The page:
- XML Elements
- Generic Identifiers
- Some Rules for Naming Elements
- Storing the Data in XML
- Parsed Character Data
- Bypassing Parsing with CDATA
- When to Use Attributes
- Classifying Attributes: Attribute Types
- Attribute Rules
- Well-Formedness Rules
- Creating a Well-Formed XML Document
- The Basics of Validation
- How Do Applications Use XML?
- An Overview of XML Tools
- Additional Resources
How Do Applications Use XML?
XML files by themselves are just as Word documents are by themselveswithout an application in which to open and manipulate the contents of the file, there is not much point.
Using the data in an XML document requires applications that are capable of handling XML, such as browsers for viewing and displaying XML, and data-processing applications that can read XML files as well. The software component responsible for reading the XML document and building a representation of the document that can be accessed by other parts of an application is called an XML parser.
For example, consider a very simple XML document:
<?xml version="1.0" ?> <contact> <name>Jane Doe</name> <address>123 Fake Street</address> <phone>312-555-1212</phone> </contact>
One of the benefits of XML is that the documents are, for the most part, human readable. When we read the preceding example, we know that the name element represents a person's name, the address element represents an address, and so on. However, to a piece of software, these elements have no semantic meaning; software cannot reason or surmise the content of elements from the element name, barring some significant advances in artificial intelligence.
So, to actually use the information in a software application, you need to create code that reads each character until it encounters a less-than symbol, <. That signals that a tag is about to start. Then, each character that follows can be read as the name of the element, until a greater-than symbol > is encountered. After a > is hit, that signifies the end of the start tag to the program.
From there, each character that follows is part of the element's contentthat is, until it hits a less-than symbol, followed by a slash, </, which signifies the end tag. The whole process also needs to repeat all the way through the file, "parsing" the file into tag pairs and their content, and keeping track of the relationships of the tag pairs. Oh yeah, it also has to deal with entities, attributes, comments, and so on. Now, you need to do this type of parsing each time you are reading in an XML file. This is the job of the XML parser.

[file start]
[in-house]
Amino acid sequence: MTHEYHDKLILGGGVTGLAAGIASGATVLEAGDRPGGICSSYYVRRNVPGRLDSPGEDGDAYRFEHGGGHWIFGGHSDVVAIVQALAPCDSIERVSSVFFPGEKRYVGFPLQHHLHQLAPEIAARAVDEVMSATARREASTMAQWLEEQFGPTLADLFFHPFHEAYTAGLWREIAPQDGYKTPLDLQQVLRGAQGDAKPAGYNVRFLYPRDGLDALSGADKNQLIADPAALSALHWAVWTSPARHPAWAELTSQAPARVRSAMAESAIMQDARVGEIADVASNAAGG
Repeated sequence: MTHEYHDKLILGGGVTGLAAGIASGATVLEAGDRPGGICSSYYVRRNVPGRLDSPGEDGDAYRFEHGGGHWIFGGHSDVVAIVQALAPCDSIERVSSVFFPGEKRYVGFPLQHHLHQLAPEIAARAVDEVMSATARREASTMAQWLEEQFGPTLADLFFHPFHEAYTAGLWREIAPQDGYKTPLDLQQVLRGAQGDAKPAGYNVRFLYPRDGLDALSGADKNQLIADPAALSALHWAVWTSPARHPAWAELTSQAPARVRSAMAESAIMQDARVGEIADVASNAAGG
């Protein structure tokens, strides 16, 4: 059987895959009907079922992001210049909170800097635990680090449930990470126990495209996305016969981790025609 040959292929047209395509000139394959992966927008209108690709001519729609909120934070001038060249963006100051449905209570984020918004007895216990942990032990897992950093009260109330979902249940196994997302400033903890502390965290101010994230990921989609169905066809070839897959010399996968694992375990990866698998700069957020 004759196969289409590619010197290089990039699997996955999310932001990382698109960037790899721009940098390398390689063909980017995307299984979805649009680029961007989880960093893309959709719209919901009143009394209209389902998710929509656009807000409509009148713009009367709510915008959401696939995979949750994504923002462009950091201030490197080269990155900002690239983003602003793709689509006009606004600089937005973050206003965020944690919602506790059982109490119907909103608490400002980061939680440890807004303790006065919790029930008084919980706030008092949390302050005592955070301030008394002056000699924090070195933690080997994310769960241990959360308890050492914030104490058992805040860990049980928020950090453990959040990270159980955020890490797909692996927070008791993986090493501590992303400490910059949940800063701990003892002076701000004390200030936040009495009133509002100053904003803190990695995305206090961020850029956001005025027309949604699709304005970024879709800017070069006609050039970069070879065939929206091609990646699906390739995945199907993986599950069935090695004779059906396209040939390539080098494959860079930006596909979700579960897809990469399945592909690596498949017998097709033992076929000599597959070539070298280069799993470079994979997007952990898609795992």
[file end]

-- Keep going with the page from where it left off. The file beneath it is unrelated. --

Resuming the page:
An XML parser is an XML processor that reads in the file, and does the job we've just described, and, in fact, more. XML parsers also assist in finding errors in the XML file, and helping build data structures for storing the XML information in your applications.
Now, even if you are not a programmer, knowing that your XML documents are really written for the parser will help you understand why some of the well-formedness constraints exist. Also, you may be developing custom applications for XML where you will need to make decisions about what parsers to use.
The first category of parsers is known as non-validating parsers. These are parsers that deal only with well-formed XML files, and they don't do anything with Document Type Definitions or XML Schemas. They do, however, work to enforce well-formedness, and help you add the ability to process XML files to your applications. The advantage of using non-validating parsers in your applications is that you gain XML compatibility, but you don't take on the overhead of validation. This tends to lead to lightweight parsers that process XML files very quickly, but at the expense of validation.
An example of a non-validating parser:
XP and expatFrom James Clark. XP is an XML parser written in Java, whereas expat is a non-validating parser written in C. See http://www.jclark.com/xml/expat.html.
Non-validating parsers will report errors in your files as well; however, keep in mind that even non-validating parsers are not required by the XML 1.0 Recommendation to read nonwell-formed XML documents. Also, if you need your data to be validated against a DTD or XML Schema, you need to turn to a validating parser.
A validating parser does all the things that a non-validating parser does. A validating parser reads in XML files, and checks them for errors of well-formedness. A validating parser can also help you build appropriate data structures. But a validating parser goes a step beyond.
In addition to reading the XML file and parsing it, a validating parser also reads in the DTD or Schema that is associated with your XML file. This allows the parser to check and make sure that the XML file conforms to the rules established in the DTD/Schema. Many parsers will also report errors in the DTD or Schema itself, which can be an incredible benefit, especially if you aren't feeling all that comfortable with DTD/Schema authoring.
Some examples of validating XML Parsers include
MSXMLFrom Microsoft, this is a C++ validating parser. See http://www.microsoft.com/xml.
XercesFrom the Apache XML Project, this is a Java-based, open-source validating XML parser. See http://xml.apache.org.
In addition to these parsers, there are also parsers from Sun, Oracle, and a number of other vendors. Each one is designed with certain performance characteristics, and it pays to shop around when looking for a parser. Keep in mind also that at the time of this writing, XML Schemas are a relatively new technology, and therefore they are not supported by a large number of parsers. This will undoubtedly change as the technology matures.
For many authors, this is all you will ever need to know about XML parsers and their use. For developers who need to learn more, specifics of parser implementations are covered in Chapter 16, "Working with XML and Java," and in Chapter 17, "Working with XML and .NET."